Wednesday, May 18, 2011

Foto TERMAHAL Didunia

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US$3.89mil (RM11.84 juta)

A self-portrait of Cindy Sherman has broken the record for the most expensive photograph at an auction in the US.

The photograph Untitled #96, taken in 1981, was sold for a whopping US$3.89mil (RM11.84mil) last week.

Its buyer was Philippe Segalot, a New York dealer.

Untitled #96 has broken the record of Andreas Gursky's 99 Cent II Diptychon, which fetched US$3.35mil (RM10.2mil) in 2006.

Sherman, 57, is an American photographer and film director, best known for her conceptual portraits.

She has been awarded the Guild Hall Academy of the Arts Lifetime Achievement Award for Visual Arts, American Academy of Arts and Sciences Award and the Jewish Museum's Man Ray Award.

Last year, Sherman's Untitled #153, featuring her as a mudcaked corpse, was sold for US$2.7mil (RM8.22mil).

Source: Agencies
Published May 17 2011

Hamik Kau!

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Fed-up father drags son naked through streets after teenager breaks computer ban

A furious father pulled his son out of a cyber cafe by his hair, stripped him naked and dragged him home by his feet after the game-addicted teenager disobeyed a computer ban.

Lu Tan, 39, said he had warned son Xiaomeng, 14, dozens of times not to play computer games, adding: 'I chucked the computer in the bin because he spent all his time in his room doing no work - but then when I came home from work I found he had gone to the internet cafe.'

He stormed into the cafe at Hechi city, in Guagnxi Zhuang Autonomous Region, in southern China and dragged his son out in front of his friends.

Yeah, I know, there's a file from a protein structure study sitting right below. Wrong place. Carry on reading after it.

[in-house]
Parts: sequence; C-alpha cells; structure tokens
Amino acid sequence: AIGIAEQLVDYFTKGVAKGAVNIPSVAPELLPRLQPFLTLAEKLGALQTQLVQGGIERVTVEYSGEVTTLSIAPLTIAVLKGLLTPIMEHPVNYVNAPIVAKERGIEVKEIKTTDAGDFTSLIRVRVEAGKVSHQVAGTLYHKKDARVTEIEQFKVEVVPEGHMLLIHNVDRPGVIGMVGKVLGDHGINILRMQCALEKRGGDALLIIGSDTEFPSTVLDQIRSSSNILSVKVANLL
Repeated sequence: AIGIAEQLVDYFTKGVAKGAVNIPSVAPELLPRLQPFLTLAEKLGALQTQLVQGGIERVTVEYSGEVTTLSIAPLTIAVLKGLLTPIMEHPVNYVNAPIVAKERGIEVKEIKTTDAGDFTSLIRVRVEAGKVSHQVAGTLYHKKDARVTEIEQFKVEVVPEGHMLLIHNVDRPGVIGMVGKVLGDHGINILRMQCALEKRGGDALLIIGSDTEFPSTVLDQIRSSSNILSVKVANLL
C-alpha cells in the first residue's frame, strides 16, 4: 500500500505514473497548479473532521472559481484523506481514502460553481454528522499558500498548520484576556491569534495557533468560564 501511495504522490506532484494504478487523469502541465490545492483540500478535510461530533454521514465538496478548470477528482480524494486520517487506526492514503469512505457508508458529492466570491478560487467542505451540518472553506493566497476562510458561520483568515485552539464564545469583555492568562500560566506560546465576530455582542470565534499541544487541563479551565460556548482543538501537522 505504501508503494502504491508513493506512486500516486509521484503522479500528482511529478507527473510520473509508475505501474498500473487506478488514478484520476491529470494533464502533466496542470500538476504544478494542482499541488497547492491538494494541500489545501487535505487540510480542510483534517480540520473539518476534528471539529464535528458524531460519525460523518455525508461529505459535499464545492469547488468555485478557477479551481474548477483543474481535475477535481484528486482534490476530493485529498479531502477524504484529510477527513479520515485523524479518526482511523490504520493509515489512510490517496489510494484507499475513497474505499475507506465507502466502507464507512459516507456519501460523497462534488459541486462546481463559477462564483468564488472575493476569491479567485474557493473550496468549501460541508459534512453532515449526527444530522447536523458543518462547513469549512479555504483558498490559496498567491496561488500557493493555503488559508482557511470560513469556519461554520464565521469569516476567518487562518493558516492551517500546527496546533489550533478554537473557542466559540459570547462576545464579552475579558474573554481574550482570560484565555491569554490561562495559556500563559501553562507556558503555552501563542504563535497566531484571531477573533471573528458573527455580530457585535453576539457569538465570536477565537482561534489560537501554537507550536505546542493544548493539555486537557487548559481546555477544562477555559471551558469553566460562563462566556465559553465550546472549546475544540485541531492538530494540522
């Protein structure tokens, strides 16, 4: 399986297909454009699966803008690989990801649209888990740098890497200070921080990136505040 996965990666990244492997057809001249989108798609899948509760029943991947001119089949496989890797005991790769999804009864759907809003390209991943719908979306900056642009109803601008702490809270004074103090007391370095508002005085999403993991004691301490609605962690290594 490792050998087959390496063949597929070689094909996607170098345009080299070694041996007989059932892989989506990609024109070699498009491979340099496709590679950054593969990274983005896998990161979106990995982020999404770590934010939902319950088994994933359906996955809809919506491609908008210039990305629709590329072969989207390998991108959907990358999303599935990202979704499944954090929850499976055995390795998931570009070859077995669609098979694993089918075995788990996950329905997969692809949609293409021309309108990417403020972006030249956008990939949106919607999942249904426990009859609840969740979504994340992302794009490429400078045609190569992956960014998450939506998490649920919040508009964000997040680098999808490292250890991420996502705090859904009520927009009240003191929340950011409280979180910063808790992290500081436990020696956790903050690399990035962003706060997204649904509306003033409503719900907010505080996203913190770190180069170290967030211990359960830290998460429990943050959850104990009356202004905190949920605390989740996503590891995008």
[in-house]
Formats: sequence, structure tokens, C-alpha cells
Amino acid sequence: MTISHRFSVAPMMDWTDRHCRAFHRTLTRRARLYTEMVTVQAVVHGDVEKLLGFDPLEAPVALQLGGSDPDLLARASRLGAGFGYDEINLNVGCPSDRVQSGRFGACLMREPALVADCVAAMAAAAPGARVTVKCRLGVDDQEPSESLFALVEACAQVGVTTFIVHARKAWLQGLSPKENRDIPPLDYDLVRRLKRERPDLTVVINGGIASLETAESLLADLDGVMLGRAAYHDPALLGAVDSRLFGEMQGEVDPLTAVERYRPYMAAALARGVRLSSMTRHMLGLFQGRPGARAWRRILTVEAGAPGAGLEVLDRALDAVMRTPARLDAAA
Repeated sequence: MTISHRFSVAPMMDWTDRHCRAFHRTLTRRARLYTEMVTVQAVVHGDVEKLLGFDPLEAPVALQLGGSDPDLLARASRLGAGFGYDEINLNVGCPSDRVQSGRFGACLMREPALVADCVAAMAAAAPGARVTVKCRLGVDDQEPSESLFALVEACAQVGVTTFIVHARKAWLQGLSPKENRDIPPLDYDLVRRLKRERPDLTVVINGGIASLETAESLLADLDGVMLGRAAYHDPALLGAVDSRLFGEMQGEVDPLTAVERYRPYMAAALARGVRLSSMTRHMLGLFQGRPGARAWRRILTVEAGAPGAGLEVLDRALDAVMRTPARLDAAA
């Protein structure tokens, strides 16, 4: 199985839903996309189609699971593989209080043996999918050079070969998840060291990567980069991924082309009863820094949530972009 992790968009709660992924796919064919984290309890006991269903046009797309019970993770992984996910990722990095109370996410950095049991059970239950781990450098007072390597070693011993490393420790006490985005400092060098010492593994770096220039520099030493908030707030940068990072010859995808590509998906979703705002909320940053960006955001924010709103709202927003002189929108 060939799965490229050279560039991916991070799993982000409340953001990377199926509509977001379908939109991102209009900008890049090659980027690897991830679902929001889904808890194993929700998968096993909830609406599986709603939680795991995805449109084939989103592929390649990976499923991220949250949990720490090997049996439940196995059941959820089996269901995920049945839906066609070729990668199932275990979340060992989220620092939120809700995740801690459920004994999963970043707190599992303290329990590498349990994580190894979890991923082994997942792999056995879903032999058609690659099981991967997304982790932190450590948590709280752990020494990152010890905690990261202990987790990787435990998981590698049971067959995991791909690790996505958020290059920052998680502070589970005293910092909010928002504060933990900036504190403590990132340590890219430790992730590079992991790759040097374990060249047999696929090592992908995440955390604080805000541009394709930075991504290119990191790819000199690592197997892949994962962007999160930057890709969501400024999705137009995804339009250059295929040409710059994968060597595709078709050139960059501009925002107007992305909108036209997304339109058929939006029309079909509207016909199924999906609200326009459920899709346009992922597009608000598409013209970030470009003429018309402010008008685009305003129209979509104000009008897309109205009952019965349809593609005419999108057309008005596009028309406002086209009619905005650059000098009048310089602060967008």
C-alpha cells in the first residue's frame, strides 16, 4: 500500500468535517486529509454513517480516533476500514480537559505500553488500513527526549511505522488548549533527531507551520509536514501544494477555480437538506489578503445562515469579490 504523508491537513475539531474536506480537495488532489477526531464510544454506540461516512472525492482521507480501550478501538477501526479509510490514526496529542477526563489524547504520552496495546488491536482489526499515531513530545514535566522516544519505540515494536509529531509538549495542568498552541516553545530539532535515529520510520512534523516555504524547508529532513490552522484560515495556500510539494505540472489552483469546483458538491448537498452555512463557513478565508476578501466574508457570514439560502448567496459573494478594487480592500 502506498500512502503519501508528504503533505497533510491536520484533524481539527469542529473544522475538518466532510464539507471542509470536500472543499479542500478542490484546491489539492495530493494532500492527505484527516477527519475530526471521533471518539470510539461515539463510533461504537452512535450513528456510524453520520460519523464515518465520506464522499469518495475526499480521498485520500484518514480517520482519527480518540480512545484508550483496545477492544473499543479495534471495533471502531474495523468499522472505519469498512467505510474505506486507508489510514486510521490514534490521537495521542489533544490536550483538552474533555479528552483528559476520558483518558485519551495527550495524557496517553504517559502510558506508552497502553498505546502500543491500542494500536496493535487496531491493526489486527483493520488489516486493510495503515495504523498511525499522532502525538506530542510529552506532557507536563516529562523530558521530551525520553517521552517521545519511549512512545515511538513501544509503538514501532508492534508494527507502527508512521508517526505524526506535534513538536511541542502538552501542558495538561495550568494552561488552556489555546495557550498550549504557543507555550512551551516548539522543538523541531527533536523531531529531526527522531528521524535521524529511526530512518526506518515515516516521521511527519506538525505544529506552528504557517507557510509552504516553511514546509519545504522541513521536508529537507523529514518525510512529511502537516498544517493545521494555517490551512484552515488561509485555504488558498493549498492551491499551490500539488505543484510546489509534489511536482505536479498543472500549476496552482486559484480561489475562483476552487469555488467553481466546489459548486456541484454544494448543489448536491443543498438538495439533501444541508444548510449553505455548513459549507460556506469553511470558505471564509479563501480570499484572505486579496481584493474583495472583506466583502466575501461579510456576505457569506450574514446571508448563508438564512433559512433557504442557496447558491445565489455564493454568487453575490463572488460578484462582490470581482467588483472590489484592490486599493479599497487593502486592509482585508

The Osama I Remember

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By Kamal Hyder in Asia on Thu, 05/12/2011 - 08:37.

Within years after Russian forces invaded Afghanistan in 1979, the US and Saudi Arabia sent in billions of dollars to help the mujahideen, or holy warriors, in their uphill struggle against Russian forces. As the battles for control of Afghanistan got under way, thousands of Arab and other foreign volunteers made a beeline for Pakistan to join the Afghan mujahideen and cross into Afghanistan to wage jihad against the brutal occupation of Afghanistan.

Among them was one man named Osama bin Laden, a Saudi billionaire who chose a simple life and felt comfortable in the barren but beautiful landscape of Afghanistan with its vast deserts that probably brought memories of home in Saudi Arabia. Even there according to his friends he would disappear into the desert and find time for contemplation. With so many fighters from such far-away lands, Osama blended in just like any ordinary fighter and most people who met him just called him Osama by his first name and not by his titles.

Humble and soft-spoken, he was able to blend into a culture of hospitality. An Afghan guide who had himself fought the war in Afghanistan and knew Osama well told me if Osama was to walk down the street, hardly anyone would even notice.